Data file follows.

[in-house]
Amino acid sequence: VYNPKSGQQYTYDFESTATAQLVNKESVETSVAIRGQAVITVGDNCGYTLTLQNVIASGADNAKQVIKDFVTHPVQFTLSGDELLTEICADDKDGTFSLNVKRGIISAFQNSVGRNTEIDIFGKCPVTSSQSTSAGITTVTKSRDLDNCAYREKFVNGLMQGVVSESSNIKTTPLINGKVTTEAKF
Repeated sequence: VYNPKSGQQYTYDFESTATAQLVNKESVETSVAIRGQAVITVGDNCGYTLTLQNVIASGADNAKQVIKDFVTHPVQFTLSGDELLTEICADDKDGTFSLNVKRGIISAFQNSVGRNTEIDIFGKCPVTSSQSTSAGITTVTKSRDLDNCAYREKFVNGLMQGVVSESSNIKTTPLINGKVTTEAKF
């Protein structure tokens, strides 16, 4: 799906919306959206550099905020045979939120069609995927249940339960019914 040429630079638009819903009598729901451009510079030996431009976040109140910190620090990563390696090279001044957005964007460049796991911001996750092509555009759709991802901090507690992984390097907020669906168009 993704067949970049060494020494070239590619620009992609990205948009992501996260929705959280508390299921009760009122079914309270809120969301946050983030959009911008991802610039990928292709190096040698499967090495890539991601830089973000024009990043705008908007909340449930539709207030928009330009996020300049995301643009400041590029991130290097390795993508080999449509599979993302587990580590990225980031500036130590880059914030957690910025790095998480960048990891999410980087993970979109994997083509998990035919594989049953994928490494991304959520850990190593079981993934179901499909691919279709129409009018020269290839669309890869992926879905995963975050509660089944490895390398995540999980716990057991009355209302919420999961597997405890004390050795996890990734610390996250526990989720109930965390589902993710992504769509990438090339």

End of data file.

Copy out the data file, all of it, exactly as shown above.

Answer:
[in-house]
Amino acid sequence: VYNPKSGQQYTYDFESTATAQLVNKESVETSVAIRGQAVITVGDNCGYTLTLQNVIASGADNAKQVIKDFVTHPVQFTLSGDELLTEICADDKDGTFSLNVKRGIISAFQNSVGRNTEIDIFGKCPVTSSQSTSAGITTVTKSRDLDNCAYREKFVNGLMQGVVSESSNIKTTPLINGKVTTEAKF
Repeated sequence: VYNPKSGQQYTYDFESTATAQLVNKESVETSVAIRGQAVITVGDNCGYTLTLQNVIASGADNAKQVIKDFVTHPVQFTLSGDELLTEICADDKDGTFSLNVKRGIISAFQNSVGRNTEIDIFGKCPVTSSQSTSAGITTVTKSRDLDNCAYREKFVNGLMQGVVSESSNIKTTPLINGKVTTEAKF
């Protein structure tokens, strides 16, 4: 799906919306959206550099905020045979939120069609995927249940339960019914 040429630079638009819903009598729901451009510079030996431009976040109140910190620090990563390696090279001044957005964007460049796991911001996750092509555009759709991802901090507690992984390097907020669906168009 993704067949970049060494020494070239590619620009992609990205948009992501996260929705959280508390299921009760009122079914309270809120969301946050983030959009911008991802610039990928292709190096040698499967090495890539991601830089973000024009990043705008908007909340449930539709207030928009330009996020300049995301643009400041590029991130290097390795993508080999449509599979993302587990580590990225980031500036130590880059914030957690910025790095998480960048990891999410980087993970979109994997083509998990035919594989049953994928490494991304959520850990190593079981993934179901499909691919279709129409009018020269290839669309890869992926879905995963975050509660089944490895390398995540999980716990057991009355209302919420999961597997405890004390050795996890990734610390996250526990989720109930965390589902993710992504769509990438090339």